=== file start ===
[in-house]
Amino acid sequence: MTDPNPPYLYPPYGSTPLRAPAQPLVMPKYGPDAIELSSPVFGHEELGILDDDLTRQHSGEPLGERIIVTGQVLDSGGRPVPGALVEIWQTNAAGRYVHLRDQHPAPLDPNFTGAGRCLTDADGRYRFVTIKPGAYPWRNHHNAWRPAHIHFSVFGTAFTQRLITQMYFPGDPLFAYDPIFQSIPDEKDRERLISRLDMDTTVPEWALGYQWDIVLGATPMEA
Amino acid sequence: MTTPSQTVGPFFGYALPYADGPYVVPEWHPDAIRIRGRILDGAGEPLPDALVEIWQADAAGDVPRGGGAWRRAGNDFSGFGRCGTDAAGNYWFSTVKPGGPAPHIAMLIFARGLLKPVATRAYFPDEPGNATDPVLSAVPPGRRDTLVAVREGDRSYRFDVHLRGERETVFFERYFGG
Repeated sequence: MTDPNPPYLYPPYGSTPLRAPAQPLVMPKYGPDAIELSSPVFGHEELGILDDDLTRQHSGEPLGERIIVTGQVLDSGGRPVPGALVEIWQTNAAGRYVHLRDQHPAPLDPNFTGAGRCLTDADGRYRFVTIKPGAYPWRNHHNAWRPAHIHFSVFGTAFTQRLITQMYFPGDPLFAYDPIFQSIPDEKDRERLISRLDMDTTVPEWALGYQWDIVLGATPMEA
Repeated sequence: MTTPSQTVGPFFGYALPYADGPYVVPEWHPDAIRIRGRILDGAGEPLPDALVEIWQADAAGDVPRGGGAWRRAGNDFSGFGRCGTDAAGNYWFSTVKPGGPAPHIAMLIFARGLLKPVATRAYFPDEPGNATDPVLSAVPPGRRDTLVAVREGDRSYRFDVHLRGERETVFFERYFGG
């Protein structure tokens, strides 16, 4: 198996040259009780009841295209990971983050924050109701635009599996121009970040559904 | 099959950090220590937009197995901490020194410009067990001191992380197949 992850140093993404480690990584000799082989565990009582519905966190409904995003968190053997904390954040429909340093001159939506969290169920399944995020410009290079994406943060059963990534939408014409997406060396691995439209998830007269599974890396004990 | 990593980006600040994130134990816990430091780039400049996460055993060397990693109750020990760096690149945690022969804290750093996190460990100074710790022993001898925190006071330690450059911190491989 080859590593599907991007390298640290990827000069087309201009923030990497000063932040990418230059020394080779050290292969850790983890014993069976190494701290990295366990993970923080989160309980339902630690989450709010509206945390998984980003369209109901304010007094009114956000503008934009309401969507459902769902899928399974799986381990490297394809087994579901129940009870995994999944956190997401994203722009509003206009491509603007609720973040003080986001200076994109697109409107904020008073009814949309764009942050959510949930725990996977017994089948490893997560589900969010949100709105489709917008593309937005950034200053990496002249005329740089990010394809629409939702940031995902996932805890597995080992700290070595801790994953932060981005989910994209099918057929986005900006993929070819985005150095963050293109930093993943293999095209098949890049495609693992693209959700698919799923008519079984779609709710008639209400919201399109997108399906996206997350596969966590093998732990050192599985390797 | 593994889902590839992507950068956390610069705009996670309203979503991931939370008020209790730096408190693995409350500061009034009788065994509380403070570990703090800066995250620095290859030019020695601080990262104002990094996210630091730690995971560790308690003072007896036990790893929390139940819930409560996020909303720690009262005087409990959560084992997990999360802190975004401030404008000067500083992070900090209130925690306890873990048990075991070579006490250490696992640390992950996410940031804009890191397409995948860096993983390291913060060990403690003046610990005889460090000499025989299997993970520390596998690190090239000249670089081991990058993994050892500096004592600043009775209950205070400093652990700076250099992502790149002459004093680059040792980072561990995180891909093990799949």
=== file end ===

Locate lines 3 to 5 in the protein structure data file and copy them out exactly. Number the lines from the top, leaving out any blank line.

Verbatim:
Amino acid sequence: MTTPSQTVGPFFGYALPYADGPYVVPEWHPDAIRIRGRILDGAGEPLPDALVEIWQADAAGDVPRGGGAWRRAGNDFSGFGRCGTDAAGNYWFSTVKPGGPAPHIAMLIFARGLLKPVATRAYFPDEPGNATDPVLSAVPPGRRDTLVAVREGDRSYRFDVHLRGERETVFFERYFGG
Repeated sequence: MTDPNPPYLYPPYGSTPLRAPAQPLVMPKYGPDAIELSSPVFGHEELGILDDDLTRQHSGEPLGERIIVTGQVLDSGGRPVPGALVEIWQTNAAGRYVHLRDQHPAPLDPNFTGAGRCLTDADGRYRFVTIKPGAYPWRNHHNAWRPAHIHFSVFGTAFTQRLITQMYFPGDPLFAYDPIFQSIPDEKDRERLISRLDMDTTVPEWALGYQWDIVLGATPMEA
Repeated sequence: MTTPSQTVGPFFGYALPYADGPYVVPEWHPDAIRIRGRILDGAGEPLPDALVEIWQADAAGDVPRGGGAWRRAGNDFSGFGRCGTDAAGNYWFSTVKPGGPAPHIAMLIFARGLLKPVATRAYFPDEPGNATDPVLSAVPPGRRDTLVAVREGDRSYRFDVHLRGERETVFFERYFGG